Fallen Women and Street Walkers of Victorian Era: History & Clothes
Hero credits: @miavpart
One of the minor but interesting aesthetic trends is what some call the Victorian sl*t. It’s more or less the feminine cottagecore aesthetic with its long dresses and frilly collars. You’re covered head to toe but the dress is all lacey and transparent, and you’re not wearing a slip underneath.
Does the aesthetic reflect how Victorian “fallen women” and prostitutes really dressed?
According to what I found, the reality in Victorian times was quite different from the common knowledge these days. The popular notion is that Victorians were notoriously sexually repressed and prostitution was not to be spoken of. This is subject to differences in opinion and historical speculation though.
In the Victorian era, it was not uncommon for married women without a significant privilege to supplement the family income via prostitution - often with the blessing of the husband because morals are nice, but cash is cash.
On the higher end, socialites who were attractive and unmarried would as a rule make a living through some form of sex work. These women were regular upper class women, generally more or less respected within the social structure of the time.
The reason was because prostitution, when done smartly, was the highest paying job of the era. As they aged, some of the old time courtesans would go on to establish “houses”. Even back then, some of these already specialized in niche interests like flagellation. And one would almost think that this one spread thanks to the internet, right?
You would not distinguish an expensive courtesan from a well-bred, married upper class woman by the way she dressed or behaved. The notion of relating prostitution with attention-grabbing clothes comes from the working class women and from full-time prostitutes.
In Victorian England, prostitutes were supposed to register and work in a brothel, but in practice a lot of women would walk the street. Women who worked on the street would use a bit too colorful clothes and a bit too extravagant accessories as a coded way to communicate what they do. This led to development of a sort of sisterhood among them, as they informed each other about police presence to help each other out… Unless they were engaged in a mutual fight over territory.
Not all fallen women were prostitutes. During the Victorian era, the term fallen woman referred to women who have transgressed moral and societal norms. Respectable women who suffered sexual assault or were seduced and became pregnant faced the harshest judgement. These women were often disowned from their families and had to resort to full time prostitution.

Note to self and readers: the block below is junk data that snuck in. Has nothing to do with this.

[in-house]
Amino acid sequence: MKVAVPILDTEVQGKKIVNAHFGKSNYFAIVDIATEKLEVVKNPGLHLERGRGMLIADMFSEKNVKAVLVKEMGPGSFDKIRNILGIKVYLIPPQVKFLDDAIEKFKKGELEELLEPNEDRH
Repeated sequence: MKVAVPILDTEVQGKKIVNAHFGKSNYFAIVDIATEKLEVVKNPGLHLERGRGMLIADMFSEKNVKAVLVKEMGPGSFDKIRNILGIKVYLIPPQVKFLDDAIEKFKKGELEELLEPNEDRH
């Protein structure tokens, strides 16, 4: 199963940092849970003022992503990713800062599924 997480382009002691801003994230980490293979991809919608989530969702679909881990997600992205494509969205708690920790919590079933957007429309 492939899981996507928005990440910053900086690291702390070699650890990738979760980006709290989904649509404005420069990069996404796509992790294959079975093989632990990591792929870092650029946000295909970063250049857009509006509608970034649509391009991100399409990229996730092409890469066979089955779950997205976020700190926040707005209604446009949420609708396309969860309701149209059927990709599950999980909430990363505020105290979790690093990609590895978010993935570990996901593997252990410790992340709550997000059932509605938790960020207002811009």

But only some prostitutes faced social ostracism for the perceived loss of virtue, engaging in unsanctioned sexual relationships or having children out of wedlock. As always, the lower your privilege, the stricter the judgement against you.
I think it’s quite funny how the concept of the fallen woman was deeply rooted in the Christian and moralistic ideals of Victorian society, yet people typically wouldn’t bother the rich courtesan as long as she stayed rich and well connected.
Victorian punk aesthetic decor by @xviolet_moonx
According to the sources I found, there were known examples of high-society prostitutes during the Victorian era. Here are a few examples:
Cora Pearl: Cora Pearl was a famous French courtesan who gained prominence in Victorian high society. Known for her extravagant lifestyle and relationships with wealthy and influential men, she became a symbol of excess and scandal.
Catherine Walters: Catherine Walters, also known as “Skittles,” was an English courtesan who became a popular figure among the British aristocracy. Her charm and beauty captivated many high-ranking men, including the Prince of Wales, later King Edward VII.
Lola Montez: Although Lola Montez’s career as a courtesan predates the Victorian era, she gained significant attention and influence during that time. She was an Irish dancer and actress who earned fame and notoriety for her affairs with prominent men, including King Ludwig I of Bavaria.
Once again, it’s worth mentioning that these women operated within a complex social and cultural context. The perception and treatment of prostitutes varied widely, and their experiences were shaped by factors such as class, circumstance, and personal choices.
(Sources: British Literature Wiki)